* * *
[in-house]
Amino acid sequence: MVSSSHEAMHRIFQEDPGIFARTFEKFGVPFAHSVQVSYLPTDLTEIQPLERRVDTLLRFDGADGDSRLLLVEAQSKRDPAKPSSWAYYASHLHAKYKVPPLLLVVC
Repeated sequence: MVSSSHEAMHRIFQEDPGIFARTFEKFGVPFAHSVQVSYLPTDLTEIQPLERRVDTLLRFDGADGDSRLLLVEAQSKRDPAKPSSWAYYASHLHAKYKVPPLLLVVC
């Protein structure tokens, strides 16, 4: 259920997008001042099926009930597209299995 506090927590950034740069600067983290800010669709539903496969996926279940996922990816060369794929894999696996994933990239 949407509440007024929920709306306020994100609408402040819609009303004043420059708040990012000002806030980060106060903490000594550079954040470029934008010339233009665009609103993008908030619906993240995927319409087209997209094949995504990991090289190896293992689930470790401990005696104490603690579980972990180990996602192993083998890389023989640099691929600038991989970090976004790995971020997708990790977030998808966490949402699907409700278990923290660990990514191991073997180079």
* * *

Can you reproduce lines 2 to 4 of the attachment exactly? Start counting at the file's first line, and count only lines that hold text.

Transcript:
Amino acid sequence: MVSSSHEAMHRIFQEDPGIFARTFEKFGVPFAHSVQVSYLPTDLTEIQPLERRVDTLLRFDGADGDSRLLLVEAQSKRDPAKPSSWAYYASHLHAKYKVPPLLLVVC
Repeated sequence: MVSSSHEAMHRIFQEDPGIFARTFEKFGVPFAHSVQVSYLPTDLTEIQPLERRVDTLLRFDGADGDSRLLLVEAQSKRDPAKPSSWAYYASHLHAKYKVPPLLLVVC
């Protein structure tokens, strides 16, 4: 259920997008001042099926009930597209299995 506090927590950034740069600067983290800010669709539903496969996926279940996922990816060369794929894999696996994933990239 949407509440007024929920709306306020994100609408402040819609009303004043420059708040990012000002806030980060106060903490000594550079954040470029934008010339233009665009609103993008908030619906993240995927319409087209997209094949995504990991090289190896293992689930470790401990005696104490603690579980972990180990996602192993083998890389023989640099691929600038991989970090976004790995971020997708990790977030998808966490949402699907409700278990923290660990990514191991073997180079």